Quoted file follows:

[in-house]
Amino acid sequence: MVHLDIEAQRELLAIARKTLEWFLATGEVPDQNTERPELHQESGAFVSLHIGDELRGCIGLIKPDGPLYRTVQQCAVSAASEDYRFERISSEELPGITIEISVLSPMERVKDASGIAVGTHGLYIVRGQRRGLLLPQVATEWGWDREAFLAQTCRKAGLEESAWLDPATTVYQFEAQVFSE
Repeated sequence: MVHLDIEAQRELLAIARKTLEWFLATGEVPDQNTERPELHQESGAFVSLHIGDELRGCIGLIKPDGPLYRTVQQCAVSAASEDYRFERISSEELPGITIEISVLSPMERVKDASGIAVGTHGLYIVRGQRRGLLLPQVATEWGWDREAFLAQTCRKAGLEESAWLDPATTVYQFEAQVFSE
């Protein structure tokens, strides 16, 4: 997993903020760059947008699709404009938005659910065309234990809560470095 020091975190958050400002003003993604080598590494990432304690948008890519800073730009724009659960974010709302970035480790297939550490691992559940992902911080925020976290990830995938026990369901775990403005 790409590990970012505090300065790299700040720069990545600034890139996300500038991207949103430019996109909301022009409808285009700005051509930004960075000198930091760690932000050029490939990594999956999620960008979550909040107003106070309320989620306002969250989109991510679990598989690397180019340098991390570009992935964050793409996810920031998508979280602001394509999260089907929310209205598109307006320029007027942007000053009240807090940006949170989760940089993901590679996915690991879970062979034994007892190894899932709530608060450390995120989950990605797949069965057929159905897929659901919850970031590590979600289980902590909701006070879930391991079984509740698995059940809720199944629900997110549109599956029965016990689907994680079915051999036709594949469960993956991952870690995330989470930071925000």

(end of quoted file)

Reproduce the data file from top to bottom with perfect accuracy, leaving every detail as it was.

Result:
[in-house]
Amino acid sequence: MVHLDIEAQRELLAIARKTLEWFLATGEVPDQNTERPELHQESGAFVSLHIGDELRGCIGLIKPDGPLYRTVQQCAVSAASEDYRFERISSEELPGITIEISVLSPMERVKDASGIAVGTHGLYIVRGQRRGLLLPQVATEWGWDREAFLAQTCRKAGLEESAWLDPATTVYQFEAQVFSE
Repeated sequence: MVHLDIEAQRELLAIARKTLEWFLATGEVPDQNTERPELHQESGAFVSLHIGDELRGCIGLIKPDGPLYRTVQQCAVSAASEDYRFERISSEELPGITIEISVLSPMERVKDASGIAVGTHGLYIVRGQRRGLLLPQVATEWGWDREAFLAQTCRKAGLEESAWLDPATTVYQFEAQVFSE
């Protein structure tokens, strides 16, 4: 997993903020760059947008699709404009938005659910065309234990809560470095 020091975190958050400002003003993604080598590494990432304690948008890519800073730009724009659960974010709302970035480790297939550490691992559940992902911080925020976290990830995938026990369901775990403005 790409590990970012505090300065790299700040720069990545600034890139996300500038991207949103430019996109909301022009409808285009700005051509930004960075000198930091760690932000050029490939990594999956999620960008979550909040107003106070309320989620306002969250989109991510679990598989690397180019340098991390570009992935964050793409996810920031998508979280602001394509999260089907929310209205598109307006320029007027942007000053009240807090940006949170989760940089993901590679996915690991879970062979034994007892190894899932709530608060450390995120989950990605797949069965057929159905897929659901919850970031590590979600289980902590909701006070879930391991079984509740698995059940809720199944629900997110549109599956029965016990689907994680079915051999036709594949469960993956991952870690995330989470930071925000």